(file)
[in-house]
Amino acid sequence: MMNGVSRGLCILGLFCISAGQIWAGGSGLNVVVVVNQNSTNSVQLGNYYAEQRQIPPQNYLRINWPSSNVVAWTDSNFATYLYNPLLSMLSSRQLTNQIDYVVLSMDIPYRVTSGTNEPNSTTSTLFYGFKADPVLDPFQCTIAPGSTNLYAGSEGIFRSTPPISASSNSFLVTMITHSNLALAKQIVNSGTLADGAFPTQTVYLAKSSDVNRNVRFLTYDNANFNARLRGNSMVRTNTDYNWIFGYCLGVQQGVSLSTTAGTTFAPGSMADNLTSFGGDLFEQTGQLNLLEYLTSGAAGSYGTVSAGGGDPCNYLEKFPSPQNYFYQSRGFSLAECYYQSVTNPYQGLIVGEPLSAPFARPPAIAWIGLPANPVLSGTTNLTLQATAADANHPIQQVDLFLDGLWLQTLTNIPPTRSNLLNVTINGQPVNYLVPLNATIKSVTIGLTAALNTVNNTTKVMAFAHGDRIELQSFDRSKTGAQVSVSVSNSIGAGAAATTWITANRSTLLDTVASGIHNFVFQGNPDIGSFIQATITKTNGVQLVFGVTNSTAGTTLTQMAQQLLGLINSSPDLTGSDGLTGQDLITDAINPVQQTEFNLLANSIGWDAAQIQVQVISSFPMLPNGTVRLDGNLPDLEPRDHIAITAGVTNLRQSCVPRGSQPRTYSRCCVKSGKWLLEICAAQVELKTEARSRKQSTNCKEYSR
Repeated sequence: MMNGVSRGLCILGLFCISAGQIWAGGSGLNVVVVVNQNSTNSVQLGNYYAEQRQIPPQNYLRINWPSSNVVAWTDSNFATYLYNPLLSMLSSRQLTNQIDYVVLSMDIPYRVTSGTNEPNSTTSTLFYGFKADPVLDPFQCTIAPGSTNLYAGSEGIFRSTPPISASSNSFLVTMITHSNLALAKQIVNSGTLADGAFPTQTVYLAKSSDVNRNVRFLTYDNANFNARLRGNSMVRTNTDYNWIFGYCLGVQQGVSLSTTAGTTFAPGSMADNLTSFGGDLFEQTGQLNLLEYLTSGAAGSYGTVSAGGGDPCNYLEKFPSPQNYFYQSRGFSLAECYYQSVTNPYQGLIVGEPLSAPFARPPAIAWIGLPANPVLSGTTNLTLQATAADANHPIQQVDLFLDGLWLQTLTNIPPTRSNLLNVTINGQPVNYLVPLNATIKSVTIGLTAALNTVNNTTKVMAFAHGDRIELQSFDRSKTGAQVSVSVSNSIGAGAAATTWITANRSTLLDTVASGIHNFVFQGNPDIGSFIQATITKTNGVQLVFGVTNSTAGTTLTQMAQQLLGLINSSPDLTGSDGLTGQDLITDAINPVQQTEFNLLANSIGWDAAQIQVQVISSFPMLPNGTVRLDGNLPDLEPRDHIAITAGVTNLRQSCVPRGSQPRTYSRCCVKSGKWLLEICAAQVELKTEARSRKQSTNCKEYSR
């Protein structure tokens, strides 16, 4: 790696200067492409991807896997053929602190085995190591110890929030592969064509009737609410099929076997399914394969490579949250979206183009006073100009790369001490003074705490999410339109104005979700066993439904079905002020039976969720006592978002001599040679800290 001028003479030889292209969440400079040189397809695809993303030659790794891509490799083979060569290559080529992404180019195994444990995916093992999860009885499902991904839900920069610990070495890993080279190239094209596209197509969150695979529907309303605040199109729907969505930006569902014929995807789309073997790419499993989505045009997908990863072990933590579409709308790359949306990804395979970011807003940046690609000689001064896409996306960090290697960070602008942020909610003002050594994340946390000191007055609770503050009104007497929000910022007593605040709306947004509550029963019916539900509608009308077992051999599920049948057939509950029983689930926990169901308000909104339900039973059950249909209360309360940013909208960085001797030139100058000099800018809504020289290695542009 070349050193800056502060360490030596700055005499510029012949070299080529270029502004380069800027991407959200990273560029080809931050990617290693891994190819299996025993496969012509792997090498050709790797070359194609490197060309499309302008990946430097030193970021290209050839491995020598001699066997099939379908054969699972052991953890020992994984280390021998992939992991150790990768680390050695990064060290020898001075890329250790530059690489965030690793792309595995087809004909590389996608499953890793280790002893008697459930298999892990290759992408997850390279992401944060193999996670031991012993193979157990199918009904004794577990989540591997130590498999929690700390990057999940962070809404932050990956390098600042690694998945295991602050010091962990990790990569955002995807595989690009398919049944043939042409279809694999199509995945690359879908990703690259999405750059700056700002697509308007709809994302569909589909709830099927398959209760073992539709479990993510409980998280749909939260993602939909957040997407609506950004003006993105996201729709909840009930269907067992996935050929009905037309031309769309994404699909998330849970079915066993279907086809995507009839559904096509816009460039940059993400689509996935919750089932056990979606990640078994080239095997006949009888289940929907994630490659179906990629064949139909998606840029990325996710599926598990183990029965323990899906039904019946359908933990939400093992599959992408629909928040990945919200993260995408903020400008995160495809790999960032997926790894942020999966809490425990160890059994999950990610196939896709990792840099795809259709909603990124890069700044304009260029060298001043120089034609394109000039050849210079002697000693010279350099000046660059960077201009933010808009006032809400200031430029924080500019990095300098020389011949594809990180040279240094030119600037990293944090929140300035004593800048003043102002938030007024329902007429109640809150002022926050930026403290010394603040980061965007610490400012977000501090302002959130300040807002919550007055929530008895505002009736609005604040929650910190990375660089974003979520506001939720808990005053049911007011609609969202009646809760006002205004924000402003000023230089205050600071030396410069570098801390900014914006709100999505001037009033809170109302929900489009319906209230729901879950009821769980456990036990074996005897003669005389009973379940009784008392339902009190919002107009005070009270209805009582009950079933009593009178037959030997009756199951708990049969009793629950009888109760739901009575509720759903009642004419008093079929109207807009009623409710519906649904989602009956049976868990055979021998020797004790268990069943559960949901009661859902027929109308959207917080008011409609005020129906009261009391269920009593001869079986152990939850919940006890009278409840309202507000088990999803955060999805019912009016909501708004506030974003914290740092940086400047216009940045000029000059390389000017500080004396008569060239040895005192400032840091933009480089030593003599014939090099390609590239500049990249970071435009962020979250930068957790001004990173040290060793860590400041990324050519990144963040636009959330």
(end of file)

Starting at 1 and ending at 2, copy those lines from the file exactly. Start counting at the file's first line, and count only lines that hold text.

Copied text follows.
[in-house]
Amino acid sequence: MMNGVSRGLCILGLFCISAGQIWAGGSGLNVVVVVNQNSTNSVQLGNYYAEQRQIPPQNYLRINWPSSNVVAWTDSNFATYLYNPLLSMLSSRQLTNQIDYVVLSMDIPYRVTSGTNEPNSTTSTLFYGFKADPVLDPFQCTIAPGSTNLYAGSEGIFRSTPPISASSNSFLVTMITHSNLALAKQIVNSGTLADGAFPTQTVYLAKSSDVNRNVRFLTYDNANFNARLRGNSMVRTNTDYNWIFGYCLGVQQGVSLSTTAGTTFAPGSMADNLTSFGGDLFEQTGQLNLLEYLTSGAAGSYGTVSAGGGDPCNYLEKFPSPQNYFYQSRGFSLAECYYQSVTNPYQGLIVGEPLSAPFARPPAIAWIGLPANPVLSGTTNLTLQATAADANHPIQQVDLFLDGLWLQTLTNIPPTRSNLLNVTINGQPVNYLVPLNATIKSVTIGLTAALNTVNNTTKVMAFAHGDRIELQSFDRSKTGAQVSVSVSNSIGAGAAATTWITANRSTLLDTVASGIHNFVFQGNPDIGSFIQATITKTNGVQLVFGVTNSTAGTTLTQMAQQLLGLINSSPDLTGSDGLTGQDLITDAINPVQQTEFNLLANSIGWDAAQIQVQVISSFPMLPNGTVRLDGNLPDLEPRDHIAITAGVTNLRQSCVPRGSQPRTYSRCCVKSGKWLLEICAAQVELKTEARSRKQSTNCKEYSR